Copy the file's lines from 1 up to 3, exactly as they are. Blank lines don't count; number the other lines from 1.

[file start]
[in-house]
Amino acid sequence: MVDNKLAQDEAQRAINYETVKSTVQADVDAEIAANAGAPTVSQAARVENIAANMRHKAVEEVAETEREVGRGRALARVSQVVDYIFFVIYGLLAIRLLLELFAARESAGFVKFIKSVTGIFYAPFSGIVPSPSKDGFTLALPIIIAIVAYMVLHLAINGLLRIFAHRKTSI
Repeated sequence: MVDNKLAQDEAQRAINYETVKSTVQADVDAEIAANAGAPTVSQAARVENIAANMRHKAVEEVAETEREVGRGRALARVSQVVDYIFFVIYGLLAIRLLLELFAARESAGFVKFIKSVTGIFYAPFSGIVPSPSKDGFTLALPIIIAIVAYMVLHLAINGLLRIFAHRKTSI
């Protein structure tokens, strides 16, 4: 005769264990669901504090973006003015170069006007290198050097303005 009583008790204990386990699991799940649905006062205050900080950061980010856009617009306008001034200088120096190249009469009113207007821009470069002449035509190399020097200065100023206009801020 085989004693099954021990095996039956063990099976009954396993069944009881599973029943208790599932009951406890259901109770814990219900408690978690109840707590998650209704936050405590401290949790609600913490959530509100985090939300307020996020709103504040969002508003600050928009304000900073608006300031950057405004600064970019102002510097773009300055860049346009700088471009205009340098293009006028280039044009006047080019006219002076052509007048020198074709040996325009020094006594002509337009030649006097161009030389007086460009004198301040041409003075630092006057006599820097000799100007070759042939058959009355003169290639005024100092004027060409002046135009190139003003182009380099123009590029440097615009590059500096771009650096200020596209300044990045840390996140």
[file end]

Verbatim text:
[in-house]
Amino acid sequence: MVDNKLAQDEAQRAINYETVKSTVQADVDAEIAANAGAPTVSQAARVENIAANMRHKAVEEVAETEREVGRGRALARVSQVVDYIFFVIYGLLAIRLLLELFAARESAGFVKFIKSVTGIFYAPFSGIVPSPSKDGFTLALPIIIAIVAYMVLHLAINGLLRIFAHRKTSI
Repeated sequence: MVDNKLAQDEAQRAINYETVKSTVQADVDAEIAANAGAPTVSQAARVENIAANMRHKAVEEVAETEREVGRGRALARVSQVVDYIFFVIYGLLAIRLLLELFAARESAGFVKFIKSVTGIFYAPFSGIVPSPSKDGFTLALPIIIAIVAYMVLHLAINGLLRIFAHRKTSI